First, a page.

These signals are read out of the latches into selector switches 42a and 42b which function similary to the selector switch 42 described in connection with FIG. 3. These switches 42a and 42b are operated by data stored in the assignment register 40 and select the data signals in the time slot of a sending or calling port or service circuit to the send receive highway and the port receive highway via six-bit shift registers 70 and 72 which provide a delay of six bit-times. Latches 66 and 68 provide buffering for timing purposes. The generation of the signals on the GTS BUS is so timed with respect to the delays in the handling of the data signals in the time slot interchange 16 so that corresponding send and receive time slots are in time synchronism with each other. The send and receive time slots are one time slot (the period of eight clock pulses) apart for convenience in data handling in the codecs. The manner in which the Gray code is effectively advanced so as to provide for this one time slot difference between the send and receive time slots will be explained below.
The Gray codes from the GTS BUS are also applied to comparators 74 and 76 associated with the service codec receiving input registers 48 and the port codec receiving input registers 50. The time slot identification signals which are assigned during initialization, and which assignment is made possible by the board position codes, determine the time slots when the input registers 48 and 50 are enabled to receive the data signals from the service receive and port receive highways SR HWY and PR HWY in their allocated time slots. The data signals are then translated by the digital to analog converters of the codec into voice or other analog signals which are used in the port and service circuits and applied to the lines associated with the port circuits.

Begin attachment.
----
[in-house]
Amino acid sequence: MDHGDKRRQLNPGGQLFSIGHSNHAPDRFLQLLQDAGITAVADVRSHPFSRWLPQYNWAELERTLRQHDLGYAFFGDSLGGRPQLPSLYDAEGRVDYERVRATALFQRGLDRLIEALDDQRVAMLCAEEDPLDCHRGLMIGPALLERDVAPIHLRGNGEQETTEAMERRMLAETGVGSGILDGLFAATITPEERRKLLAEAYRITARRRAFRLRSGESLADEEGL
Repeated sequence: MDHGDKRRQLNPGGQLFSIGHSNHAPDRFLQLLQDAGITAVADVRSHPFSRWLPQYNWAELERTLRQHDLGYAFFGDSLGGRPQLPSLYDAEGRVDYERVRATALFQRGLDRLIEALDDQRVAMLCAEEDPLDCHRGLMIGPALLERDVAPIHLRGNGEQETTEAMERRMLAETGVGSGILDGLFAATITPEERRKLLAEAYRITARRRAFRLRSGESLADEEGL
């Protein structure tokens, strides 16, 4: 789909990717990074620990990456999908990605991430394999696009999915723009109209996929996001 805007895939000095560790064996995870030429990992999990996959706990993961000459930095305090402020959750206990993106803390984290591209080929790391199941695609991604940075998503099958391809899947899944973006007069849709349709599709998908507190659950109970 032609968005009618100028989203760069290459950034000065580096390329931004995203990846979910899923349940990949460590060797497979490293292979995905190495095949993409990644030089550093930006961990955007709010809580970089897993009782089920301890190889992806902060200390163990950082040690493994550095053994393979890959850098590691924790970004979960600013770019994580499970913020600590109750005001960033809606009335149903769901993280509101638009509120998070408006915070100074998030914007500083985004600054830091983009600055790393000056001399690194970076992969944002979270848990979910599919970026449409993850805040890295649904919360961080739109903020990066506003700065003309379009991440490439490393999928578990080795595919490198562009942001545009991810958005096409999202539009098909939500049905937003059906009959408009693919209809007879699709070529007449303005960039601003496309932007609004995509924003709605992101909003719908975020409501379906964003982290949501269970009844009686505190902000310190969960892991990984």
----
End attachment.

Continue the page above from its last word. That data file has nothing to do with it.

It will be seen that the service RAM 62 provides connections from any service or port send highway and to the service ports of the MSU. Similarly the port RAM 64 provides to the port receive highway and port circuits of that MSU any data from any port or service circuit of any of the MSU's. The service and data ports are therefore totally independent and the switching network is non-blocking. Although a single RAM instead of a pair of RAM's 62 and 64, as shown, may be used if the memory cycle in the RAM were to be carried out in a shorter period of time, it is presently preferred to use the pair of RAM's 62 and 64 for the purposes of providing non-blocking and independent switching between the ports and service circuits.
The writing of the data signals into the RAM's 62 and 64 and the reading out of the data signals in the appropriate time slots from a sending port or service circuit to the receiving port or service circuit in communication therewith is controlled by the counter 36, the assignment register 40 and their associated circuits (see FIG. 4A). The counter 36 is an eight bit binary counter which is reset by every sync pulse which occurs at the end of the frame and counts the clock pulses. The data rate may for examples be 64 K bits per second per port such that the data rate on the highway is 2.04 M bits per second on the highways, since 32 ports and service circuits are multiplexed onto the highways.